3. Stay Engaged
People typically participate in online meetings by actively speaking and passively listening, and online meetings with large groups have the power to inadvertently decrease each participant’s motivation to do either. When individuals can’t confirm the participation levels of the majority of the group, individuals become less motivated to participate. The bystander effect can set in, and participants may feel that the meeting isn’t important enough to participate in, because most of the other attendees aren’t participating. The Ringelmann effect can also set in when participants feel less responsible for the success of the meeting because they assume the rest of the group will take responsibility.
The best way to avoid these pitfalls is to engage yourself at the beginning of the meeting and remain engaged throughout. Alternatives include taking notes, challenging yourself to pick up nuances of the conversation, finding windows to briefly contribute additional value and inviting other people to share their expertise. The easiest, and likely most unpopular, self-accountability measure is to leave your camera on so you have to pay attention.
4. Remember That Emotions May Not Be Aligned
Leaders often experience difficulty listening during a meeting when they fail to realize they are in different emotional places than their team members. It is common for leaders to face challenging topics for days or weeks before discussing it with their teams. During this time, they navigate the entire change cycle (aka the grief cycle) and accept the path forward. Then, they expect their teams to be on the same page and become frustrated when they aren’t. Instead of listening to their team’s comments and demonstrating understanding, leaders become lost in their internal monologue, which is focused on how they believe their team members should be reacting.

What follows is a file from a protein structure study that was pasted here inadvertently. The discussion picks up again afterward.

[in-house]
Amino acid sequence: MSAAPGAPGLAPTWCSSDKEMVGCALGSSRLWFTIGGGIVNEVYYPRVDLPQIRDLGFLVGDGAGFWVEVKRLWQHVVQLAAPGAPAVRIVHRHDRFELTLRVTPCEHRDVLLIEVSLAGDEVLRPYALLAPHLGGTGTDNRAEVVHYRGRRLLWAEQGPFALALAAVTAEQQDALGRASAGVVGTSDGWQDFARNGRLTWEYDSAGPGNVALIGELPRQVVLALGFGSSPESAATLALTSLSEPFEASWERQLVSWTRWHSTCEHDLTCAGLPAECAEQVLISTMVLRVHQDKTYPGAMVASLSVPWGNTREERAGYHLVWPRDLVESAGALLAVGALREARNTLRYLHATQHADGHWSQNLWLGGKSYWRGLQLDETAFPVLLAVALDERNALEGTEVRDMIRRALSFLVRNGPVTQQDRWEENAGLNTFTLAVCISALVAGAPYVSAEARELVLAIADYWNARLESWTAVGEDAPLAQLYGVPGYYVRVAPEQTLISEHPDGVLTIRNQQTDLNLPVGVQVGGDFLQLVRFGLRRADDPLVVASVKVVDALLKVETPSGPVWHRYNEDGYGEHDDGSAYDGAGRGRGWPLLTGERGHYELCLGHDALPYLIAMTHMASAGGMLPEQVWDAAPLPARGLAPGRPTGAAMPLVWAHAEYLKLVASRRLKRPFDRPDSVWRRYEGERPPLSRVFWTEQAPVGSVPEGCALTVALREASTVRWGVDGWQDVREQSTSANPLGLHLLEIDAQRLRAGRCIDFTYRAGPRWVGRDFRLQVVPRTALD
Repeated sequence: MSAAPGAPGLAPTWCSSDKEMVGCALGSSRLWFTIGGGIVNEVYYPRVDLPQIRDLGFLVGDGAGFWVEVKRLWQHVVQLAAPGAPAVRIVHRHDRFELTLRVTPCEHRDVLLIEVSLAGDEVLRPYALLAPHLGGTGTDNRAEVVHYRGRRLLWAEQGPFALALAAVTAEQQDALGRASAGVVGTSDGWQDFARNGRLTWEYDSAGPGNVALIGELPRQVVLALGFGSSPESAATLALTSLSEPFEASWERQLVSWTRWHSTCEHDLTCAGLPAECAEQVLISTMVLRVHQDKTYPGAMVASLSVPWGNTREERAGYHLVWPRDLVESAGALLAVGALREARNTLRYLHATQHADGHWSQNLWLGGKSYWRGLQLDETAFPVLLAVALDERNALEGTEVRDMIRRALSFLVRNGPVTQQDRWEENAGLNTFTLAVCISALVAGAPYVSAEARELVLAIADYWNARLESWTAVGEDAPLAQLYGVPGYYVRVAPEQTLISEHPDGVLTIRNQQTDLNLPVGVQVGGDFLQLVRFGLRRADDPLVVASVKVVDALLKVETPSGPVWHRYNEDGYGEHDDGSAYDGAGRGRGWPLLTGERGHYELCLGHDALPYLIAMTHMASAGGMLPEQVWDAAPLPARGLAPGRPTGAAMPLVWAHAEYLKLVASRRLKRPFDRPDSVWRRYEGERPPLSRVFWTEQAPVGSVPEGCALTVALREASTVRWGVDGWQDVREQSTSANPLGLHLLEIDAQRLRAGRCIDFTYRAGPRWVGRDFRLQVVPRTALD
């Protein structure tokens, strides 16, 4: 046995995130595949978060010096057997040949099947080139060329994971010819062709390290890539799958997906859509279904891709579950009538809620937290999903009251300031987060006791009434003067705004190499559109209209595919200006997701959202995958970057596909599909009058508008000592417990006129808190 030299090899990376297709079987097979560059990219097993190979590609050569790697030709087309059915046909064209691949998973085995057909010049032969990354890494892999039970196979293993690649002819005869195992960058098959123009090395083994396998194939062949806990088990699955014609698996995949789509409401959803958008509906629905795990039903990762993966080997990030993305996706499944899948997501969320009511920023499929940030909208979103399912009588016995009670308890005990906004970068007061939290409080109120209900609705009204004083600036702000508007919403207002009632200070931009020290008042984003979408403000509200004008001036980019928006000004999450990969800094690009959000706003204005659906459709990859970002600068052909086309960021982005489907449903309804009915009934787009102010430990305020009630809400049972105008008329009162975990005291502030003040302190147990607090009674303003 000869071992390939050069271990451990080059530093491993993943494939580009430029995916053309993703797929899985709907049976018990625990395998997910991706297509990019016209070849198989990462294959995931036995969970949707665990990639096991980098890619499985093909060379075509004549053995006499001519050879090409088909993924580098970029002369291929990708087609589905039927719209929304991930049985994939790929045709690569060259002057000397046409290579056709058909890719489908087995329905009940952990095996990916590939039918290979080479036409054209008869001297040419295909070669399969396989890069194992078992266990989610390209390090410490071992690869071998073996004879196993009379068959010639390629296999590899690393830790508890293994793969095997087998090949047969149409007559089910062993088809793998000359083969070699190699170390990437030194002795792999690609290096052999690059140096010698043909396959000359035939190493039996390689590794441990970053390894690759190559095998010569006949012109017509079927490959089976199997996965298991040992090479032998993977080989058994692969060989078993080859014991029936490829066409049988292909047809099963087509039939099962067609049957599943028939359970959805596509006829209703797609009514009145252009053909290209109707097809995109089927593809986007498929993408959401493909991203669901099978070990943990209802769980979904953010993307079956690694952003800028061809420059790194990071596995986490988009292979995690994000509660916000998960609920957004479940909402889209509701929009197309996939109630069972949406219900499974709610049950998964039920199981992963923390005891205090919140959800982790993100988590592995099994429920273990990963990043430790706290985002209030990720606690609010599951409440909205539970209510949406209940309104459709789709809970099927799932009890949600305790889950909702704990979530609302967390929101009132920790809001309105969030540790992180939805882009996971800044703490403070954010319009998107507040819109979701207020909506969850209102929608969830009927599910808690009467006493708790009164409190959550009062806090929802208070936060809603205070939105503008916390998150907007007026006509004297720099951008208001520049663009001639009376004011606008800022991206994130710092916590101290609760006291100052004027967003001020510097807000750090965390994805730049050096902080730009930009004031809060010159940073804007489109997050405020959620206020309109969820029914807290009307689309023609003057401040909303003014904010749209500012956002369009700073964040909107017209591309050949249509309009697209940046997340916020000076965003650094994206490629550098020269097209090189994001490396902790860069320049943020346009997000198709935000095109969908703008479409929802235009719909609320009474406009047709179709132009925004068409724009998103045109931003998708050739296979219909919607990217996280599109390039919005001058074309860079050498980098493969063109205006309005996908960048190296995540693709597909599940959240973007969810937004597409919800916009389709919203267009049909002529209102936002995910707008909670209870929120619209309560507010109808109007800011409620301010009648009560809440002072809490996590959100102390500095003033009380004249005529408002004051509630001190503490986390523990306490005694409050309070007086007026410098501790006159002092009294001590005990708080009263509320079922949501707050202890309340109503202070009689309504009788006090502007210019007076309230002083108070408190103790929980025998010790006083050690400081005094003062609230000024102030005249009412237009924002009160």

5. Focus on What You Have, Not on What You Don’t Have
Accurately evaluating your audience’s communication during in-person meetings requires you to observe verbal and non-verbal behaviors while interpreting them within the context of the situation. Two of these factors don’t apply to online meetings: You can’t confirm the impact the physical environment may have on your audience, and the non-verbal behaviors are harder to see and less reliable.
Instead of lamenting these challenges, rejoice at your reduced workload, and focus on your audience’s verbal delivery. Your sharper focus will begin clearly revealing indications of shifting emotions and withheld information, including when team members suddenly talk more quickly or more slowly and more loudly or more softly, when their pauses before responding are too long or too short in relation to the question, and when their tone of voice appears to be incongruent with their messages. Additional alert signals, such as unfinished statements, misplaced pronouns and vague descriptions will also become clear. These enhanced observations will highlight opportunities for follow-up questions, additional due diligence, decisions to avoid and opportunities to seize.
Love them, hate them or tolerate them, online meetings are here to stay. Leaders with the discipline to adjust their approach, the foresight to fine-tune their focus and the awareness to account for their audience’s emotions will consistently reap the rewards driven by making more on-time critical observations in their meetings.